JB: Regardless of the audience with whom we’re working, we have to care about people. The disruptions are significant. People, in general, are at risk. The mental illness numbers are staggering. The struggles that teachers are having with staying connected with their kids at a distance and the gargantuan efforts that teachers and administrators are making to try and provide the resources that kids need just to stay connected—devices, internet access, and personal connections at a distance. It’s just tough. So, we have to hold on to the personal connection. I’ve heard from leaders around the country that for some teachers who had previously made strides in shifting to more student-centered instruction, that pendulum is swinging back. We’re losing that stretch and going back to things that we can “make work” because everything is just so difficult. So, it feels like we need to hang on to personal connections and learner-centered approaches, whether we’re talking about kids or adults. And it’s really tough.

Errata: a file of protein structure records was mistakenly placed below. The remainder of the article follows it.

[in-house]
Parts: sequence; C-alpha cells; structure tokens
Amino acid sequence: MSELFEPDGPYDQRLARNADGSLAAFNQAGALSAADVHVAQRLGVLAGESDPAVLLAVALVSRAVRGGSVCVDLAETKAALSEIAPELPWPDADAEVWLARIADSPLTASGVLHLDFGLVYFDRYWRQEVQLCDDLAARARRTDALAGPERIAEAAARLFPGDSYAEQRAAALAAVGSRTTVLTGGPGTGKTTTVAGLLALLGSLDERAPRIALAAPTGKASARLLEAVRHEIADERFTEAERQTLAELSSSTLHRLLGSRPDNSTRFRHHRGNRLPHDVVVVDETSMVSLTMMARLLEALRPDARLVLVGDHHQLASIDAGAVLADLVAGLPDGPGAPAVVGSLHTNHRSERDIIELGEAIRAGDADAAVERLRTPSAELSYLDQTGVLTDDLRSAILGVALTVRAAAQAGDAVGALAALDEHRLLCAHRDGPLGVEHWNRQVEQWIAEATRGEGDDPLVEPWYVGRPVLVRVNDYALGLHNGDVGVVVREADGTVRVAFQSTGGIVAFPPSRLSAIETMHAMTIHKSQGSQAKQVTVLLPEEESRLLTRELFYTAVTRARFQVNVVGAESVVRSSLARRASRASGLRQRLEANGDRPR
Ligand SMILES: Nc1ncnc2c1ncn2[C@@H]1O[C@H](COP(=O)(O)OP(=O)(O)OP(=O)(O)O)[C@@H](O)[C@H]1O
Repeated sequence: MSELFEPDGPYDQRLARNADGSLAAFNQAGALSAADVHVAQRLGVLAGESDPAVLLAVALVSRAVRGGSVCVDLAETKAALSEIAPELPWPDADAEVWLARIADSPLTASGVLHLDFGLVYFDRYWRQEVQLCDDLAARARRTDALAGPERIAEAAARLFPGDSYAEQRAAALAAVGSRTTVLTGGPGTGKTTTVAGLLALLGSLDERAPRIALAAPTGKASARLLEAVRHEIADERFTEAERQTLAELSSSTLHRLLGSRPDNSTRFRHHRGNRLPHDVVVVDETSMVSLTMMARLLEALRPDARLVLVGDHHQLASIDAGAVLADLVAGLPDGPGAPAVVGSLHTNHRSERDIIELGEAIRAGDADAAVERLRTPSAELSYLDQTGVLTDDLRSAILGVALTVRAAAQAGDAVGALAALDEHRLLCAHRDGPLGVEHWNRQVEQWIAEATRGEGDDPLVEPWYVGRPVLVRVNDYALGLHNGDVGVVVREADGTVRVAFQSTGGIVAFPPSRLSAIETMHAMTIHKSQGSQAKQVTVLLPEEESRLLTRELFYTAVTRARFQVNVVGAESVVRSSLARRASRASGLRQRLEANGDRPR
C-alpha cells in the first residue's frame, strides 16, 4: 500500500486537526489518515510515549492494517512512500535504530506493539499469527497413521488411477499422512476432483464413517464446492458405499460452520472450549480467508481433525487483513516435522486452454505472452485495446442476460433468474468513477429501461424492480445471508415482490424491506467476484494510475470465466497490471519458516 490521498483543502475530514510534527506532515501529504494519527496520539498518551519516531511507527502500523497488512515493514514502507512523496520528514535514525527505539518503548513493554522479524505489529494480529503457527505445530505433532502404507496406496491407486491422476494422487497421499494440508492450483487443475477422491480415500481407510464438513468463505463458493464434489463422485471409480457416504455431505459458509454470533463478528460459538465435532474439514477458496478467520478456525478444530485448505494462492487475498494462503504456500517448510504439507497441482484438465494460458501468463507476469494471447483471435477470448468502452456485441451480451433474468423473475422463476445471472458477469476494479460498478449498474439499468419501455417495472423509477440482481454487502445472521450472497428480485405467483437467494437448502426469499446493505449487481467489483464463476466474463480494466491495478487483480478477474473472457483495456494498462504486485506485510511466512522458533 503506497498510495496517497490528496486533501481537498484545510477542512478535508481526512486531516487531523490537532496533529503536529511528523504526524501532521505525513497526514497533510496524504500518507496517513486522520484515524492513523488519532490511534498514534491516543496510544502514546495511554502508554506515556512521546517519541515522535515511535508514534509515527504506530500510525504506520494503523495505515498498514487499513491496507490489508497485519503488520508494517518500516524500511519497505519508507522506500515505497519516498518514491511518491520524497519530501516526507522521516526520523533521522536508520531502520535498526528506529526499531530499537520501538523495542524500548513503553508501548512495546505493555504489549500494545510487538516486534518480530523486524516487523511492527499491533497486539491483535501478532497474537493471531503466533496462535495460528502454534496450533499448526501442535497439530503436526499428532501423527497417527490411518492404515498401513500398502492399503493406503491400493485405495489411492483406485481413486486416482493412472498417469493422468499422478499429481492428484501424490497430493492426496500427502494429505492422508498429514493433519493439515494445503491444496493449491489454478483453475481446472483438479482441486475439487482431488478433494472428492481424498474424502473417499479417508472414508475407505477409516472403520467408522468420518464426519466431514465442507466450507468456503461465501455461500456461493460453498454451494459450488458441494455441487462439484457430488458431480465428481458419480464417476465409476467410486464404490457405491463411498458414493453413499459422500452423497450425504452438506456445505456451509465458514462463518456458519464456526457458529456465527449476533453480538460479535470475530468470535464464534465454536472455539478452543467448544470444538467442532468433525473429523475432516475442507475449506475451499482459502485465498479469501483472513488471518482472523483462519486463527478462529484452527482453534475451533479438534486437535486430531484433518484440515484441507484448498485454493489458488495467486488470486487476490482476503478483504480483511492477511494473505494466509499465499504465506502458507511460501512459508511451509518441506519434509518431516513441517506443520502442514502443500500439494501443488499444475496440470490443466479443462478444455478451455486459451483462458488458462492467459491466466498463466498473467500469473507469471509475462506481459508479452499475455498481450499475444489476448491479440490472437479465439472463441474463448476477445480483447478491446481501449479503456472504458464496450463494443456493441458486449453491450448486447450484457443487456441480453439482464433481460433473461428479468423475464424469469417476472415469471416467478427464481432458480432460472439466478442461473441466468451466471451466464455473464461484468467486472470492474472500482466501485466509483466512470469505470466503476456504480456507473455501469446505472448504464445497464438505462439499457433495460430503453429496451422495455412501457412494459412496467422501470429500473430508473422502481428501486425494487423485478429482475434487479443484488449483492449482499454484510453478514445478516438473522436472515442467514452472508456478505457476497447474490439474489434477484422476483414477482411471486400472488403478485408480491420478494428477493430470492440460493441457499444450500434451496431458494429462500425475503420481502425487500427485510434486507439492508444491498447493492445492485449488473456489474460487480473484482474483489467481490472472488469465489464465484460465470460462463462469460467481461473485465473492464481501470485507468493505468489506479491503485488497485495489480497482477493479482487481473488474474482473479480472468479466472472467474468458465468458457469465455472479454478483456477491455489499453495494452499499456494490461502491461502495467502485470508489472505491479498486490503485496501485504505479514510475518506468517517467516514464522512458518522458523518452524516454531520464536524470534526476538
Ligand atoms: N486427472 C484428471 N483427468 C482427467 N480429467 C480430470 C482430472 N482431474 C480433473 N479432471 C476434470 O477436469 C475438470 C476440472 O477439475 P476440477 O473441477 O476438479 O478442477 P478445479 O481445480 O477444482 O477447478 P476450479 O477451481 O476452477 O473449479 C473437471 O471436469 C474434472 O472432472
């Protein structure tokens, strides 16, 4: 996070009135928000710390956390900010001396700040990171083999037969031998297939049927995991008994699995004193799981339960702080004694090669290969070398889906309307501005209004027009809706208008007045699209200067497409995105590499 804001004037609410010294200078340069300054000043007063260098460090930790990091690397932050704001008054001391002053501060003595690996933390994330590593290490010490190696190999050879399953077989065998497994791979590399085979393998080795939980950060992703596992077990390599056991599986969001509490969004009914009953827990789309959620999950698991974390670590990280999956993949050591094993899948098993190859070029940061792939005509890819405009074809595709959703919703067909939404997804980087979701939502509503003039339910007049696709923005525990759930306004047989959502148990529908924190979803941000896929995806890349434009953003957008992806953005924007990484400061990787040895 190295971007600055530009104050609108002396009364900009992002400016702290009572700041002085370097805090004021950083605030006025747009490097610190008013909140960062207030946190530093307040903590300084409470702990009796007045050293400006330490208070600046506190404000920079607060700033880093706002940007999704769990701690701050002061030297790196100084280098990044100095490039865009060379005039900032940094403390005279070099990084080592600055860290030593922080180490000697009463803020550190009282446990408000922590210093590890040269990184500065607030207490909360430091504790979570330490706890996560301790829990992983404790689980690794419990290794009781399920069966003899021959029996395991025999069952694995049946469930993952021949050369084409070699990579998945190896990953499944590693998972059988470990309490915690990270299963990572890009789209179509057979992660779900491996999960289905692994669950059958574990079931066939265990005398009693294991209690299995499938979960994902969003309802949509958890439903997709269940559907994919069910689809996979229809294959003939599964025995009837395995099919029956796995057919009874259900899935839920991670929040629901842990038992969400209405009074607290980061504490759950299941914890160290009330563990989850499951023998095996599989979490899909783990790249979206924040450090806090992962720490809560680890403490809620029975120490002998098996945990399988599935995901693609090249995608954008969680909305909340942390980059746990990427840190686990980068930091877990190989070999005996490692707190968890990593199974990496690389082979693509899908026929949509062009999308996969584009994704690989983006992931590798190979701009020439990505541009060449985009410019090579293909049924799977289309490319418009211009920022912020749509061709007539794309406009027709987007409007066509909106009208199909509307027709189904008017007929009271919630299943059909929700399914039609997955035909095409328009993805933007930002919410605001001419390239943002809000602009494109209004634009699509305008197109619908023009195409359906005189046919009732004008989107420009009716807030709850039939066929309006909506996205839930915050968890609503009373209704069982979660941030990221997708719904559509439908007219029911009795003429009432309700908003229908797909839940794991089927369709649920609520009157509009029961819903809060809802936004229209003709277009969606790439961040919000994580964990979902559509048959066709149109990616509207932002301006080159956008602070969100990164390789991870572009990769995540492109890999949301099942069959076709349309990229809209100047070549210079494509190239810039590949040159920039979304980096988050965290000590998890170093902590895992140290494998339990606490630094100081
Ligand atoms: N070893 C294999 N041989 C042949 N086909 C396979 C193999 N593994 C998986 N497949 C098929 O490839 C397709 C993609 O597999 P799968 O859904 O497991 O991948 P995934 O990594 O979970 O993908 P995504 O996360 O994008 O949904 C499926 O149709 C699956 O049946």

JH: What would you say if a science educator came to you and asked, “What causes harm in a science classroom for science learning? What is it that I should not do?”
JB: We have to stay clear of worksheet mania, and the only way that I know how to do that is with resources. You’ve got to have Zoom meetings where you can go into breakout rooms so that you can get groups of kids talking in smaller groups, and maybe you need some adults to help monitor those rooms so that all kids are safe. And that takes resources. Kids need the resources at home to have the bandwidth to do that. We need a culture where having your cameras on is okay, and I know it’s not okay in all places. If I had the answer, I would be giving it away for free because this is so hard. It’s hard for adults. What I think we cannot do is expect kids to be on Zoom for six or eight hours a day doing worksheets. I don’t know what the answers are, except that the answers are wearing masks, staying distanced, and getting that vaccine out so that we can get back to some sort of sense of normalcy.